Iran and Pakistan have agreed to adjust a $500 million loan with the price of gas to fund the construction of Pakistan’s portion of the Iran-Pakistan (IP) gas pipeline. The move is likely to increase the price of gas from Iran.
“Pakistan and Iran have signed an initial deal of $500 million for financing of the IP gas pipeline project. This amount would be adjusted in gas price,” Adviser to Prime Minister on Petroleum and Natural Resources Dr Asim Hussain said, while addressing a press conference here on Tuesday.
While the initial signing of the deal was made during Hussain’s recent visit to Iran, the final deal will be inked after approval from the Cabinet. Hussain said that the contract of laying the pipeline would also be awarded to an Iranian company.
“The Iranian side would adjust the loan amount in gas price; therefore, it will not be a burden on the government,” Hussain said, adding that the government has collected some money on account of the Gas Infrastructure Development Cess (GIDC) to fund the construction of Pakistan’s portion of the pipeline.
He also said that work was in progress on the Turkmenistan-Afghanistan-Pakistan-India (TAPI) gas pipeline project, which was fully supported by the US.
Unveiling a new CNG policy, Hussain said that Compressed Natural Gas (CNG) would be gradually phased out through different measures. “We will impose another tax to bring the CNG price from 72% to 80% parity of petrol to discourage its use,” he said, adding that a policy was being prepared to impose a ban on CNG in cars over 1,000 CC.
He said that the CNG sector was using 425 million cubic feet of gas per day (mmcfd) which needed to be restricted. He said that CNG stations built on a good business model were still operating and making profits, while CNG stations based on a poor business model are shut down and CNG stations owners are fighting to raise their profit.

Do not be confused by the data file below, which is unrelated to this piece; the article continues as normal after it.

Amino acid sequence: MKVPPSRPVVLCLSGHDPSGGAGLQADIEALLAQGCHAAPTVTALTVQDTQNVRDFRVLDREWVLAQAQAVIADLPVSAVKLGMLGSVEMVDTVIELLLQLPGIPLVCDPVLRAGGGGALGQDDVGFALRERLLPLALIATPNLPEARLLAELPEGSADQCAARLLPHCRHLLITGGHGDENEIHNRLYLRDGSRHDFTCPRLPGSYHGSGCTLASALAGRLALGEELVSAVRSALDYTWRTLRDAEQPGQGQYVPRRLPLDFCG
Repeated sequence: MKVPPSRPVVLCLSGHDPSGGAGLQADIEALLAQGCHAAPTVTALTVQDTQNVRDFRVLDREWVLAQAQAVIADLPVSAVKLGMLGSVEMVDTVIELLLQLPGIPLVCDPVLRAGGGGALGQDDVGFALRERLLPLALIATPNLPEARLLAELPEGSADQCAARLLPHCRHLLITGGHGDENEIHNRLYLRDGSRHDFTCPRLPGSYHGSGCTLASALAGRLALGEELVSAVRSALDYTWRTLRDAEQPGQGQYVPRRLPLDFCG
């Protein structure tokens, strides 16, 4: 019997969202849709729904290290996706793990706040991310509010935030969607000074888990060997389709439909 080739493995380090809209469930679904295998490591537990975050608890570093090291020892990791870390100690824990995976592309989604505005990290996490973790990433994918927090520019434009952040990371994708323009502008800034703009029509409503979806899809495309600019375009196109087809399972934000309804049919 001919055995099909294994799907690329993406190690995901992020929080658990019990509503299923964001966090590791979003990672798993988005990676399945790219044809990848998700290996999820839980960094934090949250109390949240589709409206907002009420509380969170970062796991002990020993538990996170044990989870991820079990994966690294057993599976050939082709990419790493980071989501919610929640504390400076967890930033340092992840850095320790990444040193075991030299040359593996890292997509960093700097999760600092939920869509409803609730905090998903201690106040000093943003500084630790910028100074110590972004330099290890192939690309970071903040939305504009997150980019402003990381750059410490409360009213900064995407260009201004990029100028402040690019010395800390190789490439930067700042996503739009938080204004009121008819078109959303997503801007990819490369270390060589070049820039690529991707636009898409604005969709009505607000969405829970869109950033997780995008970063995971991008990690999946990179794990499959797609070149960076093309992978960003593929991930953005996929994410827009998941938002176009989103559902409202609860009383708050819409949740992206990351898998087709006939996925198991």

“The transport sector should be subsidised to provide relief to consumers and provinces should bear it,” he said, adding that policy guidelines should be submitted to the Supreme Court in this regard. “We are moving a summary to the Economic Coordination Committee (ECC) for approval of policy guidelines for the CNG sector,” he said.
Responding to a question about the uniform rate of GIDC, he said it had been imposed on CNG to bring its price close to petrol. “We will also raise the rate of gas price for the textile industry,” he added.
The adviser claimed that the subcommittee of the National Assembly was working for its personal gains and it had done nothing to safeguard national interest.
Meanwhile, speaking at the inaugural session of the Annual Technical Conference (ATC) 2012, Hussain said that the past governments had neglected the oil and gas upstream industry.
“We have created a policy that provides incentives to oil and gas exploration companies which would help enhance exploration activities,” he said. “The country will also be in a position to import LNG next year to overcome the energy crisis,” he added.
Published in The Express Tribune, December 5th, 2012.
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